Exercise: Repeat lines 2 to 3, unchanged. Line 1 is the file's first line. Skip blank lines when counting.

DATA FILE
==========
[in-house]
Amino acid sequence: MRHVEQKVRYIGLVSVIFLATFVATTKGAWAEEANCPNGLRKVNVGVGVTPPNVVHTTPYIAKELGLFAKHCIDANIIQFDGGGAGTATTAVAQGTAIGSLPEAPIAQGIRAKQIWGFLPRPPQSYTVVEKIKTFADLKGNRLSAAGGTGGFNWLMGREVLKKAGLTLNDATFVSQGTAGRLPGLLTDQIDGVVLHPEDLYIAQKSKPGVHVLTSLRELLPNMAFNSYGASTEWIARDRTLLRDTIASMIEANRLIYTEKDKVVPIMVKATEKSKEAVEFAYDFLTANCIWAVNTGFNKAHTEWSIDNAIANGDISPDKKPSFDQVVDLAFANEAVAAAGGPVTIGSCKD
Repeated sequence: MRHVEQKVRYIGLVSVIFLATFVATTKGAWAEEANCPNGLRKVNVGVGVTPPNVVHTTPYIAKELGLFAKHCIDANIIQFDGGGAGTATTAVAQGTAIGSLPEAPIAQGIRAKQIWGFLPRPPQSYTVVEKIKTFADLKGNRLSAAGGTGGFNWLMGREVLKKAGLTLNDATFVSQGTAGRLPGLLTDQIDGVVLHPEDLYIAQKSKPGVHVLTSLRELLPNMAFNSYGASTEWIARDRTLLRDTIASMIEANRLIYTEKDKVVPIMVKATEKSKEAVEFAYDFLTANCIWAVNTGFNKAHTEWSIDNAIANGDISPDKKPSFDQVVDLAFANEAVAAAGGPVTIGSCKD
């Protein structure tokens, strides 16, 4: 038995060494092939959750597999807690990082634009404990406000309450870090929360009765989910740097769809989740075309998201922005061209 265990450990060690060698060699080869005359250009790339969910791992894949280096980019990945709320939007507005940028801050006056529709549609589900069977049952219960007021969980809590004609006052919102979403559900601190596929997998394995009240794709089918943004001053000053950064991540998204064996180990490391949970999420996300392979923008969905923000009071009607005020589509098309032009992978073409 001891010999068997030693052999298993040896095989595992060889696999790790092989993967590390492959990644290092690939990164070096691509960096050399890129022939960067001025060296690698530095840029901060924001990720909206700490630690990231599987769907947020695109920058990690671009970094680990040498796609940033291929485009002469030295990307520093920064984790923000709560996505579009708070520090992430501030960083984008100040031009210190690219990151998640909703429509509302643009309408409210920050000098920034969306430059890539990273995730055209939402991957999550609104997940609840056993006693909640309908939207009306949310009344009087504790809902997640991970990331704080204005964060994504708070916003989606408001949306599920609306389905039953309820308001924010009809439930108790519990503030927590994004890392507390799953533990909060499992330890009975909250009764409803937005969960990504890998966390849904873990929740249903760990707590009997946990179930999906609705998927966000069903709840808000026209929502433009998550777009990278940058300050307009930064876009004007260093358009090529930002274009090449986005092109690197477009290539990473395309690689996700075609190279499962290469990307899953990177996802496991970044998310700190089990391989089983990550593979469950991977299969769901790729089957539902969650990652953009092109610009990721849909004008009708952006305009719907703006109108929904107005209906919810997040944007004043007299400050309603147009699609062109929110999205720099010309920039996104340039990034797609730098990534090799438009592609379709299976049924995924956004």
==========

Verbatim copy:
Amino acid sequence: MRHVEQKVRYIGLVSVIFLATFVATTKGAWAEEANCPNGLRKVNVGVGVTPPNVVHTTPYIAKELGLFAKHCIDANIIQFDGGGAGTATTAVAQGTAIGSLPEAPIAQGIRAKQIWGFLPRPPQSYTVVEKIKTFADLKGNRLSAAGGTGGFNWLMGREVLKKAGLTLNDATFVSQGTAGRLPGLLTDQIDGVVLHPEDLYIAQKSKPGVHVLTSLRELLPNMAFNSYGASTEWIARDRTLLRDTIASMIEANRLIYTEKDKVVPIMVKATEKSKEAVEFAYDFLTANCIWAVNTGFNKAHTEWSIDNAIANGDISPDKKPSFDQVVDLAFANEAVAAAGGPVTIGSCKD
Repeated sequence: MRHVEQKVRYIGLVSVIFLATFVATTKGAWAEEANCPNGLRKVNVGVGVTPPNVVHTTPYIAKELGLFAKHCIDANIIQFDGGGAGTATTAVAQGTAIGSLPEAPIAQGIRAKQIWGFLPRPPQSYTVVEKIKTFADLKGNRLSAAGGTGGFNWLMGREVLKKAGLTLNDATFVSQGTAGRLPGLLTDQIDGVVLHPEDLYIAQKSKPGVHVLTSLRELLPNMAFNSYGASTEWIARDRTLLRDTIASMIEANRLIYTEKDKVVPIMVKATEKSKEAVEFAYDFLTANCIWAVNTGFNKAHTEWSIDNAIANGDISPDKKPSFDQVVDLAFANEAVAAAGGPVTIGSCKD